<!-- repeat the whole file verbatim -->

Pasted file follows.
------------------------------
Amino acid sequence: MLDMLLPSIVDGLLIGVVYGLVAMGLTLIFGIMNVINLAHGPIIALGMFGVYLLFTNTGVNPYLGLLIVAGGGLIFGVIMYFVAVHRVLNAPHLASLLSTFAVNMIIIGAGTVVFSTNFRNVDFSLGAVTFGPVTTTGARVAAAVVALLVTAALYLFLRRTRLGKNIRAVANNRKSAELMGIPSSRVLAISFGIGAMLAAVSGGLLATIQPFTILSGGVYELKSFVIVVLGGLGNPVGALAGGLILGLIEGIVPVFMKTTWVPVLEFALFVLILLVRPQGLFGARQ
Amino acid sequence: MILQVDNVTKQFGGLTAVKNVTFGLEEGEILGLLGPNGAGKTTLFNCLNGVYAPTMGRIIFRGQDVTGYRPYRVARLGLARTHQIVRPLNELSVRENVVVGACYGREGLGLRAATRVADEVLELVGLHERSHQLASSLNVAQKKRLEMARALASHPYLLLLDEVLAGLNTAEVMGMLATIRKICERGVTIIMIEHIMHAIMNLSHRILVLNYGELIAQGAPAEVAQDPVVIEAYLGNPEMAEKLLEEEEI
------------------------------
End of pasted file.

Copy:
Amino acid sequence: MLDMLLPSIVDGLLIGVVYGLVAMGLTLIFGIMNVINLAHGPIIALGMFGVYLLFTNTGVNPYLGLLIVAGGGLIFGVIMYFVAVHRVLNAPHLASLLSTFAVNMIIIGAGTVVFSTNFRNVDFSLGAVTFGPVTTTGARVAAAVVALLVTAALYLFLRRTRLGKNIRAVANNRKSAELMGIPSSRVLAISFGIGAMLAAVSGGLLATIQPFTILSGGVYELKSFVIVVLGGLGNPVGALAGGLILGLIEGIVPVFMKTTWVPVLEFALFVLILLVRPQGLFGARQ
Amino acid sequence: MILQVDNVTKQFGGLTAVKNVTFGLEEGEILGLLGPNGAGKTTLFNCLNGVYAPTMGRIIFRGQDVTGYRPYRVARLGLARTHQIVRPLNELSVRENVVVGACYGREGLGLRAATRVADEVLELVGLHERSHQLASSLNVAQKKRLEMARALASHPYLLLLDEVLAGLNTAEVMGMLATIRKICERGVTIIMIEHIMHAIMNLSHRILVLNYGELIAQGAPAEVAQDPVVIEAYLGNPEMAEKLLEEEEI